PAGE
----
Where are you from and how has it shaped you?
Richard Melville Hall, a.k.a. Moby, is one of the most important dance music figures of the early '90s, helping bring the music to a mainstream audience both in England and in America.
Born in Harlem, New York in 1965, and raised in Darien, CT, he played in a hardcore punk band called the Vatican Commandos as a teenager before moving to New York City, where he began DJing in dance clubs. During the late '80s, he released a number of singles and EPs before, in 1991, he set the theme from David Lynch's television series Twin Peaks to an insistent, house-derived rhythm and titled the result "Go." The single became a surprise British hit single, climbing into the Top Ten, and was named one of Rolling Stone's top 200 records of all time. Moby, his first full-length album, appeared in 1992. Since then, Moby has recorded eleven studio albums, including his multi-platinum breakthrough Play (1999), 18 (2002), Hotel (2005), Go: The Very Best of Moby (2006) and Last Night (2008).
In addition to his musical endeavors, Moby is the proprietor of teany cafe and teas. He is also a well-known advocate for a variety of progressive causes, working with MoveOn.org and PETA, among others. He actively engages in nonpartisan activism.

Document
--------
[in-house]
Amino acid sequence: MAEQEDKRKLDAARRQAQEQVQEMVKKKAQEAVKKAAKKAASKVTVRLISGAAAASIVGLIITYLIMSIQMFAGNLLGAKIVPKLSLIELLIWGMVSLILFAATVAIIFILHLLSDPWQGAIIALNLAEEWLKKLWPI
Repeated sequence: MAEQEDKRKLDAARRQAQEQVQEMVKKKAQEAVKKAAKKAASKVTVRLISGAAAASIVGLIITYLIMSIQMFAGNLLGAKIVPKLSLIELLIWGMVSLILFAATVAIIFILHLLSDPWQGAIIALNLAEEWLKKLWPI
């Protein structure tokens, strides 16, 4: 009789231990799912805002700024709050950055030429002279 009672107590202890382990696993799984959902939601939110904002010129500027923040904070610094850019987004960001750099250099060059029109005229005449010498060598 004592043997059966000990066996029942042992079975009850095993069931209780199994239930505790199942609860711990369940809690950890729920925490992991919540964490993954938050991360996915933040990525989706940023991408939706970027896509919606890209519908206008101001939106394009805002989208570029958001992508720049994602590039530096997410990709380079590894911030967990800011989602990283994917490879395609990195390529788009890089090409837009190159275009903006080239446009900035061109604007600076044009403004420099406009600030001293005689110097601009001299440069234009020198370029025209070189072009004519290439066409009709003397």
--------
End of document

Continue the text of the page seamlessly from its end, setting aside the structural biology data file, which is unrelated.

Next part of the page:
Question: Where are you from and how has that shaped you?
Moby: Well, one of the things I am most grateful for is that I did grow up in a creative family. My mom, even though she did menial labor, she was a great painter and a really great musician. My uncle was a photographer, my other uncle was a sculptor, both my aunts are writers, my great-grandmother taught classical composition, my other grandmother was a watercolor painter, so everyone in my family had some sort of creative outlet, so it was just assumed that I would do something creative. Like I really think that my mother and the people in my family would have been very disappointed if I had decided to become a bond trader. So, if anything, even though I grew up in a very conservative suburban environment, I was always encouraged to do creative things.
Creativity runs deep in Moby's family.
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